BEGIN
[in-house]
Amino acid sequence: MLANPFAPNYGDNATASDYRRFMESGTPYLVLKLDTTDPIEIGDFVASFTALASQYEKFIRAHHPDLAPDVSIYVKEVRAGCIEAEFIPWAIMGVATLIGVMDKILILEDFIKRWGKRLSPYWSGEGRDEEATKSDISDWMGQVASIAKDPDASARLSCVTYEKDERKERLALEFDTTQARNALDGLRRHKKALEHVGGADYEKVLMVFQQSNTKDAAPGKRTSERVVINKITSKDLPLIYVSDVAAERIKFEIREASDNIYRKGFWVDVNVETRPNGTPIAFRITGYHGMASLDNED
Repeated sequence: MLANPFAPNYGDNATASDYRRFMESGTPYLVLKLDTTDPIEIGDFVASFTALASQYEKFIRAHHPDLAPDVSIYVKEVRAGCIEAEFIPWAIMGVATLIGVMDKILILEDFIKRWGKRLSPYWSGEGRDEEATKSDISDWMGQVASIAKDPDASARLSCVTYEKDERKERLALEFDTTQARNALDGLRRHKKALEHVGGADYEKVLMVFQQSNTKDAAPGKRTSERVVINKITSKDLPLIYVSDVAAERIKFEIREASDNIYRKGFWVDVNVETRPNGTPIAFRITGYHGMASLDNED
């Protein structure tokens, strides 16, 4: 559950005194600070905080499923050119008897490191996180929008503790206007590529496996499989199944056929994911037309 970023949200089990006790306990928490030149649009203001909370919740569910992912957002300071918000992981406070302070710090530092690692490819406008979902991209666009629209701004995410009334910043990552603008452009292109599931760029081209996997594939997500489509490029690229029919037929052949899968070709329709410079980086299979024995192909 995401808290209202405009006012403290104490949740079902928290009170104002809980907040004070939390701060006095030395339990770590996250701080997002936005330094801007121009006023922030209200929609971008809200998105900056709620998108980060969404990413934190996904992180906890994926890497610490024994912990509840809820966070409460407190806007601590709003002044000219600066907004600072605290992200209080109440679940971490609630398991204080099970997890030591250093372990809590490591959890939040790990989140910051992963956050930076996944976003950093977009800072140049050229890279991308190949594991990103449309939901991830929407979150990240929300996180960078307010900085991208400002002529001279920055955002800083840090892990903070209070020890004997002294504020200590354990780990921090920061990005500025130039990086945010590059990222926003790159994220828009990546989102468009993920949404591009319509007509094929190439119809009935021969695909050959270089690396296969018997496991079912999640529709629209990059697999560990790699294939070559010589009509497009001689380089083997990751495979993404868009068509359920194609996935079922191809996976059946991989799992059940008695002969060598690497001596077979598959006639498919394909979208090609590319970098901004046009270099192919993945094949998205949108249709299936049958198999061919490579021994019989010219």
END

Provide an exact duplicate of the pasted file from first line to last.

[in-house]
Amino acid sequence: MLANPFAPNYGDNATASDYRRFMESGTPYLVLKLDTTDPIEIGDFVASFTALASQYEKFIRAHHPDLAPDVSIYVKEVRAGCIEAEFIPWAIMGVATLIGVMDKILILEDFIKRWGKRLSPYWSGEGRDEEATKSDISDWMGQVASIAKDPDASARLSCVTYEKDERKERLALEFDTTQARNALDGLRRHKKALEHVGGADYEKVLMVFQQSNTKDAAPGKRTSERVVINKITSKDLPLIYVSDVAAERIKFEIREASDNIYRKGFWVDVNVETRPNGTPIAFRITGYHGMASLDNED
Repeated sequence: MLANPFAPNYGDNATASDYRRFMESGTPYLVLKLDTTDPIEIGDFVASFTALASQYEKFIRAHHPDLAPDVSIYVKEVRAGCIEAEFIPWAIMGVATLIGVMDKILILEDFIKRWGKRLSPYWSGEGRDEEATKSDISDWMGQVASIAKDPDASARLSCVTYEKDERKERLALEFDTTQARNALDGLRRHKKALEHVGGADYEKVLMVFQQSNTKDAAPGKRTSERVVINKITSKDLPLIYVSDVAAERIKFEIREASDNIYRKGFWVDVNVETRPNGTPIAFRITGYHGMASLDNED
């Protein structure tokens, strides 16, 4: 559950005194600070905080499923050119008897490191996180929008503790206007590529496996499989199944056929994911037309 970023949200089990006790306990928490030149649009203001909370919740569910992912957002300071918000992981406070302070710090530092690692490819406008979902991209666009629209701004995410009334910043990552603008452009292109599931760029081209996997594939997500489509490029690229029919037929052949899968070709329709410079980086299979024995192909 995401808290209202405009006012403290104490949740079902928290009170104002809980907040004070939390701060006095030395339990770590996250701080997002936005330094801007121009006023922030209200929609971008809200998105900056709620998108980060969404990413934190996904992180906890994926890497610490024994912990509840809820966070409460407190806007601590709003002044000219600066907004600072605290992200209080109440679940971490609630398991204080099970997890030591250093372990809590490591959890939040790990989140910051992963956050930076996944976003950093977009800072140049050229890279991308190949594991990103449309939901991830929407979150990240929300996180960078307010900085991208400002002529001279920055955002800083840090892990903070209070020890004997002294504020200590354990780990921090920061990005500025130039990086945010590059990222926003790159994220828009990546989102468009993920949404591009319509007509094929190439119809009935021969695909050959270089690396296969018997496991079912999640529709629209990059697999560990790699294939070559010589009509497009001689380089083997990751495979993404868009068509359920194609996935079922191809996976059946991989799992059940008695002969060598690497001596077979598959006639498919394909979208090609590319970098901004046009270099192919993945094949998205949108249709299936049958198999061919490579021994019989010219």